But the fact that the Vikings are a bad team isn't the only issue at play here. This is a divisional game, and that tends to bring the final score a lot closer together.
Last year, the Lions were far and away better than the Vikings, yet they won their two games by erasing a 20-point deficit to win in overtime, and getting away with a face mask on the last play of the game to stop a Vikings comeback.
On paper, the Lions ought to dominate this game. In reality, Adrian Peterson and Jared Allen dominate the Lions every time up, and they make the Vikings a dangerous opponent every time, regardless of what the matchup says on paper.
There's no telling how dangerous Matt Flynn could make the Seattle Seahawks (or not).
Flynn might have lit up the Lions with video game numbers while at the helm of one of the best offensive Packers teams in history, but he'll need time to adjust to the rebuilding Seahawks.
That said, there is more talent on this team than there appeared to be last year. They were just missing it in key areas, specifically quarterback.
Now, despite Flynn's impressive relief efforts in Green Bay, the fact remains he's still a relative unknown. I doubt he's as good as the Lions' secondary made him look in January, but he has to be better than Tarvaris Jackson and Charlie Whitehurst, right?
Regardless of how good Flynn is in his first season as a starter, his new offense isn't loaded down with talent. As a Packer, he had weapons as far as the eye could see. As a Seahawk, he has Marshawn Lynch, Sidney Rice and former Lion Mike Williams.
That's not bad, but it's nothing the Lions shouldn't be able to handle. Lawrence Jackson and Rob Sims should have a good time against the team that gave up on them too soon.
The Metrodome losing streak may be over, but that doesn't mean it's a fun place to play for the Lions.
Again, the Lions match up favorably against the Vikings in every area except the Jared Allen-Jeff Backus department, but for a divisional game on the road, you can throw all of that out.
The Lions should win this, but there's no doubt it's going to be a battle. It always is.
The Lions should hope for the Vikings to have an absolutely woeful record by Week 10, since that should put a damper on that ridiculous Metrodome decibel level.
Yeah, this is the Lions' eighth-toughest game on the 2012 schedule—give or take about six slots.
The Eagles might have the most on-paper fantasy talent of any team in the NFL right now. The question is, with a full offseason, can they parlay that into some manner of football team? If they can, watch out, because this game is a lot tougher than eighth.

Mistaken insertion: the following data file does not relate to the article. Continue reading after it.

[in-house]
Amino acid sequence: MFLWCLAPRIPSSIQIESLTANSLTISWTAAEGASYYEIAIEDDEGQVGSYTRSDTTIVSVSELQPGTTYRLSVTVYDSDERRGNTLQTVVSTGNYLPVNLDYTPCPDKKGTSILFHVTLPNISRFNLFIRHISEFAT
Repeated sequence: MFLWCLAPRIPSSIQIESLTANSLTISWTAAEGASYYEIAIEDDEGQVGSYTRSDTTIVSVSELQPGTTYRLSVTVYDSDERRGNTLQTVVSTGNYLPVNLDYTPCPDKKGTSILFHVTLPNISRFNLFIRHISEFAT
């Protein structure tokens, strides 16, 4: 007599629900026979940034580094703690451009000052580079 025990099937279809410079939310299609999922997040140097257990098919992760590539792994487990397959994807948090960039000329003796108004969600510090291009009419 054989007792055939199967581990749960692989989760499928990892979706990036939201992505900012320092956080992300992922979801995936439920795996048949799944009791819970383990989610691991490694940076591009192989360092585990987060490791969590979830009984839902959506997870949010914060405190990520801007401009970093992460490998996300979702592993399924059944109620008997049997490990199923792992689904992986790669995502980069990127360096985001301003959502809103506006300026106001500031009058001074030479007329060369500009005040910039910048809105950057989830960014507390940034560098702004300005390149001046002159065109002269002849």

But then, I have serious doubts about Michael Vick as a quarterback, and I always have (even before his arrest). His arm and mind are not sharp enough to beat a team that can keep up with his legs, and the Lions could be that team.
Expect speedy Steven Tulloch to draw the spy assignment on Vick all day... assuming he's still healthy by the time this game rolls around.
So what do you make of the Falcons?
We know one thing for sure: They won't be getting a lot of help through the draft, since they basically spent the top half of it on Julio Jones.
So was that worth it? Jones has some developing left to do, but the Falcons as a team sure don't look any better. They're the same ground-and-pound, nothing-flashy team they've always been under Matt Ryan and Mike Smith.
But that said, they're pretty much above-average at everything, and that wins them a lot of games, including the one against the Lions last year. They'll be a stiff test for the Lions this year, and since this game comes in Week 16, there will likely be some heavy playoff implications for both teams.
But the Lions will have this one in prime time on a Saturday night, and it's the only prime time game of the season slated at home in Detroit. So between that and a heated playoff race, there should at be a considerably loud home field advantage for the Lions in this one.
The Lions will close the 2012 season against two teams that will likely be battling them for playoff spots.
But the Bears play three of their last four on the road, and the home game is against the Packers. Week 17 isn't going to be easy for anybody.
Now, the Bears, for all the criticism (to use a polite term) I give them, are a dangerous team. This could be a win-and-in situation in Week 17, which would favor the Lions as the home team.
The Lions are certainly capable of beating the Bears here, but if it's going to be tough to take down the Vikings, this is even worse. It's going to be high-stakes, high-intensity football, and at this point, it's a virtual coin flip to predict a winner.
If this is the year the Lions are to return to winning ways on Thanksgiving, it will be because they've earned it.